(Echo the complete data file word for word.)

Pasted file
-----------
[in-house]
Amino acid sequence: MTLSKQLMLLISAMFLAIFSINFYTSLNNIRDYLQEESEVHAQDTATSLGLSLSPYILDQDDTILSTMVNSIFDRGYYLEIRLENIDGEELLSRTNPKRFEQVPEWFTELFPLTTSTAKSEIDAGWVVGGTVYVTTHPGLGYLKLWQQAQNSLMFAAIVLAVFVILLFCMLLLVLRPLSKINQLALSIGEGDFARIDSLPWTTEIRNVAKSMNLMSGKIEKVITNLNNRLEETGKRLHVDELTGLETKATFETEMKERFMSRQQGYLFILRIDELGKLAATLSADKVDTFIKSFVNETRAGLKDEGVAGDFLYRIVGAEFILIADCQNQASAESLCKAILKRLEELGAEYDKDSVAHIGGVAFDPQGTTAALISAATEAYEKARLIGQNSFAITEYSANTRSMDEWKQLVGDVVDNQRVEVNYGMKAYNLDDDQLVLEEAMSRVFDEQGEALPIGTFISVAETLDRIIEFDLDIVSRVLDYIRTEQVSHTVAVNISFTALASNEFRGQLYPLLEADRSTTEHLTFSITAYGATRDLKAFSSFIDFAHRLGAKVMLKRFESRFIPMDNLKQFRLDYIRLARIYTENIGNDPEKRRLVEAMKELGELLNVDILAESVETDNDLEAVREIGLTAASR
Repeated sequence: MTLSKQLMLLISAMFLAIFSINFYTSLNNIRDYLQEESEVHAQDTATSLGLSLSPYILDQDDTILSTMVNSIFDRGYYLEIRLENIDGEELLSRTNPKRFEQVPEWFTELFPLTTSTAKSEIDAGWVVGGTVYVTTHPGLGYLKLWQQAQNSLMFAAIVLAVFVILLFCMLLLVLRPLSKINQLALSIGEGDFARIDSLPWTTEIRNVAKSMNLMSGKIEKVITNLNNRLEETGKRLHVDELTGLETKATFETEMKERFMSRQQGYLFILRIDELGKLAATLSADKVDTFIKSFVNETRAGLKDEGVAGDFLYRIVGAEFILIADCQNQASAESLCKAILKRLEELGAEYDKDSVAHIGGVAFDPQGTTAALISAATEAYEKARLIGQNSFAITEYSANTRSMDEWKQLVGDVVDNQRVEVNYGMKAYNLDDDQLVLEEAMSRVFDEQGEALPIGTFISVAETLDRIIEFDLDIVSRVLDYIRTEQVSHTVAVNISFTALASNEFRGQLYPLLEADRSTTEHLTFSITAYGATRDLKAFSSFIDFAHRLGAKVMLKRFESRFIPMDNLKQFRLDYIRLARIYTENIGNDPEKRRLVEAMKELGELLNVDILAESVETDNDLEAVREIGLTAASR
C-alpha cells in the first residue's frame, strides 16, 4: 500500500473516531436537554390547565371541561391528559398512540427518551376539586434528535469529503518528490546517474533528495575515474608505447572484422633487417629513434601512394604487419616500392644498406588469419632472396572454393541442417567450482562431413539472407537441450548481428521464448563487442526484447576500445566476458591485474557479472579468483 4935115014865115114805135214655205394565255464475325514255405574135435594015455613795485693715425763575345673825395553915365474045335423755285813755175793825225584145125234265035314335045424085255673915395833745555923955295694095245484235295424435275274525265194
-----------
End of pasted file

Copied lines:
[in-house]
Amino acid sequence: MTLSKQLMLLISAMFLAIFSINFYTSLNNIRDYLQEESEVHAQDTATSLGLSLSPYILDQDDTILSTMVNSIFDRGYYLEIRLENIDGEELLSRTNPKRFEQVPEWFTELFPLTTSTAKSEIDAGWVVGGTVYVTTHPGLGYLKLWQQAQNSLMFAAIVLAVFVILLFCMLLLVLRPLSKINQLALSIGEGDFARIDSLPWTTEIRNVAKSMNLMSGKIEKVITNLNNRLEETGKRLHVDELTGLETKATFETEMKERFMSRQQGYLFILRIDELGKLAATLSADKVDTFIKSFVNETRAGLKDEGVAGDFLYRIVGAEFILIADCQNQASAESLCKAILKRLEELGAEYDKDSVAHIGGVAFDPQGTTAALISAATEAYEKARLIGQNSFAITEYSANTRSMDEWKQLVGDVVDNQRVEVNYGMKAYNLDDDQLVLEEAMSRVFDEQGEALPIGTFISVAETLDRIIEFDLDIVSRVLDYIRTEQVSHTVAVNISFTALASNEFRGQLYPLLEADRSTTEHLTFSITAYGATRDLKAFSSFIDFAHRLGAKVMLKRFESRFIPMDNLKQFRLDYIRLARIYTENIGNDPEKRRLVEAMKELGELLNVDILAESVETDNDLEAVREIGLTAASR
Repeated sequence: MTLSKQLMLLISAMFLAIFSINFYTSLNNIRDYLQEESEVHAQDTATSLGLSLSPYILDQDDTILSTMVNSIFDRGYYLEIRLENIDGEELLSRTNPKRFEQVPEWFTELFPLTTSTAKSEIDAGWVVGGTVYVTTHPGLGYLKLWQQAQNSLMFAAIVLAVFVILLFCMLLLVLRPLSKINQLALSIGEGDFARIDSLPWTTEIRNVAKSMNLMSGKIEKVITNLNNRLEETGKRLHVDELTGLETKATFETEMKERFMSRQQGYLFILRIDELGKLAATLSADKVDTFIKSFVNETRAGLKDEGVAGDFLYRIVGAEFILIADCQNQASAESLCKAILKRLEELGAEYDKDSVAHIGGVAFDPQGTTAALISAATEAYEKARLIGQNSFAITEYSANTRSMDEWKQLVGDVVDNQRVEVNYGMKAYNLDDDQLVLEEAMSRVFDEQGEALPIGTFISVAETLDRIIEFDLDIVSRVLDYIRTEQVSHTVAVNISFTALASNEFRGQLYPLLEADRSTTEHLTFSITAYGATRDLKAFSSFIDFAHRLGAKVMLKRFESRFIPMDNLKQFRLDYIRLARIYTENIGNDPEKRRLVEAMKELGELLNVDILAESVETDNDLEAVREIGLTAASR
C-alpha cells in the first residue's frame, strides 16, 4: 500500500473516531436537554390547565371541561391528559398512540427518551376539586434528535469529503518528490546517474533528495575515474608505447572484422633487417629513434601512394604487419616500392644498406588469419632472396572454393541442417567450482562431413539472407537441450548481428521464448563487442526484447576500445566476458591485474557479472579468483 4935115014865115114805135214655205394565255464475325514255405574135435594015455613795485693715425763575345673825395553915365474045335423755285813755175793825225584145125234265035314335045424085255673915395833745555923955295694095245484235295424435275274525265194